Top: A kpokolo operation site in Gbaryama, Gbarpolu County. The DayLight/James Harding Giahyue

By James Harding Giahyue

MONROVIA – The Forestry Development Authority (FDA) has banned the transport of squared timbers, commonly called “kpokolo,” to curtail illegal exports.  

In Kpokolo logging operations, individuals sign agreements with villagers to harvest logs, and mill them into thick, heavy timber blocks. The woods are then packed into containers and smuggled out of the country.

The illegal activities —alongside other illegalities—have rocked the forestry sector, bringing Liberian timber once more to international disrepute.  

“We have ordered all our checkpoint staff members to stop the issuance of waybills for all sawn timbers with a thickness above two inches because this is the dimensional range of thickness that is prone to illegal exportation,” said Edward Kamara, FDA’s manager for forest marketing and revenue forecast. He was responding to an email inquiry by The DayLight after reports of a likely ban on the activities began to emerge.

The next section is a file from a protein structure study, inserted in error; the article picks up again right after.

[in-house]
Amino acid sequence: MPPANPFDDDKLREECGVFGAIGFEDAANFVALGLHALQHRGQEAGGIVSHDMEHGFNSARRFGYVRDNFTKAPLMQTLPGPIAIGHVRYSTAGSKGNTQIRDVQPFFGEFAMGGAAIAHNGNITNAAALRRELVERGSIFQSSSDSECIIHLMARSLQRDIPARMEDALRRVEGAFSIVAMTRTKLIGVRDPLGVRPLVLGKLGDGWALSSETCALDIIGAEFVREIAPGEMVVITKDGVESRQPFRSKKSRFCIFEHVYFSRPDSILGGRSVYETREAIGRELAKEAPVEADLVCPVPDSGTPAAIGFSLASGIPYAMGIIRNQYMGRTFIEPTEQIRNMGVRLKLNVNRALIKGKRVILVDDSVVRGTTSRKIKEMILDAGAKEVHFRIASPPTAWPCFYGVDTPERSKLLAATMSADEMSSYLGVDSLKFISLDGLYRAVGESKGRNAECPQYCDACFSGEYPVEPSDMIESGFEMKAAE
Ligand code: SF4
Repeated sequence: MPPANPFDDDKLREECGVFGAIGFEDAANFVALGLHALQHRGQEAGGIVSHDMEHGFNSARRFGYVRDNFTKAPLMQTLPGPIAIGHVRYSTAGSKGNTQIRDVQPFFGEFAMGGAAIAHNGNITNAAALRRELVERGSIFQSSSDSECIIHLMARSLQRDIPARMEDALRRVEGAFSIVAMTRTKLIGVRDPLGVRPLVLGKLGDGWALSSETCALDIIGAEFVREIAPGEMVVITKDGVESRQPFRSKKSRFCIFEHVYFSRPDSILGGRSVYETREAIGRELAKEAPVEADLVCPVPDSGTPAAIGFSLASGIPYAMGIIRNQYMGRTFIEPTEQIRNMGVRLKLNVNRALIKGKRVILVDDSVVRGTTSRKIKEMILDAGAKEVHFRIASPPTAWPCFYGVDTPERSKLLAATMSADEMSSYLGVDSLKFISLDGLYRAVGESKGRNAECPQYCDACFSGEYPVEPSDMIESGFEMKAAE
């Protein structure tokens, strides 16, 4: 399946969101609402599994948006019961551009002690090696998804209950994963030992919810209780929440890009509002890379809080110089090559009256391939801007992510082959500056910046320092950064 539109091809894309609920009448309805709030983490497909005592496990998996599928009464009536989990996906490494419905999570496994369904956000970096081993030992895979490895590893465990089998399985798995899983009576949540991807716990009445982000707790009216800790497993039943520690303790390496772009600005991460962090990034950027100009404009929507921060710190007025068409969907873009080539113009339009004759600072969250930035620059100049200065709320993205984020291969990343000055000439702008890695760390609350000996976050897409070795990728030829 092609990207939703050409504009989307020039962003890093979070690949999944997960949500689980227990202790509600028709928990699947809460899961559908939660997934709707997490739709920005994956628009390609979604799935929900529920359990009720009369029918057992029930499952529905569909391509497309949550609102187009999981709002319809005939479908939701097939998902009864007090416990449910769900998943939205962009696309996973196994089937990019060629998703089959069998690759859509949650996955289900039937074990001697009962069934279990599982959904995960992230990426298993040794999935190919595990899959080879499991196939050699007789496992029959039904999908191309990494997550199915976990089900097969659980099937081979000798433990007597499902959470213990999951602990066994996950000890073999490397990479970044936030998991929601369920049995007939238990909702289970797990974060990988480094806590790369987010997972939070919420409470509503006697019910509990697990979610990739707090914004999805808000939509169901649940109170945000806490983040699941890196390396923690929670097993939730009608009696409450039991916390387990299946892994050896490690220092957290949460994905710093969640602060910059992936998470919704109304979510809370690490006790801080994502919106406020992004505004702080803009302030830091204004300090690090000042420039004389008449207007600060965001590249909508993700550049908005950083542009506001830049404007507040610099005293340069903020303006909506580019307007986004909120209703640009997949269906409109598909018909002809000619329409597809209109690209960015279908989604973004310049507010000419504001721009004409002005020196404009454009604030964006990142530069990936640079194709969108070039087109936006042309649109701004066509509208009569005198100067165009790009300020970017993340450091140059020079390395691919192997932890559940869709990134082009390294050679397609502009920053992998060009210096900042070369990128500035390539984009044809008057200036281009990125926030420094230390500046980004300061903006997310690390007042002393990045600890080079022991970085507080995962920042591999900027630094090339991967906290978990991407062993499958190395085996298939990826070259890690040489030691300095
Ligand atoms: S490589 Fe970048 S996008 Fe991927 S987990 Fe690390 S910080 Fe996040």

Kamara said the ban does not cover similar timbers produced by licensed sawmills, which resize timbers to meet local customers’ demand. He said the FDA had allowed chainsaw millers to also trade the woods locally but they went beyond their limits.  

“It had been observed that most of the timber arrested for attempting to illegally export consisted of these dimensions,” Kamara told The DayLight. “Therefore, it is the chainsaw milling block wood… that is banned to be brought to the market, especially in Monrovia.”

Kamara did not say when was the ban imposed but rangers and kpokolo producers had put it to as early as September last year.

The announcement of the ban comes barely five months after the first report on kpokolo emerged in the press.

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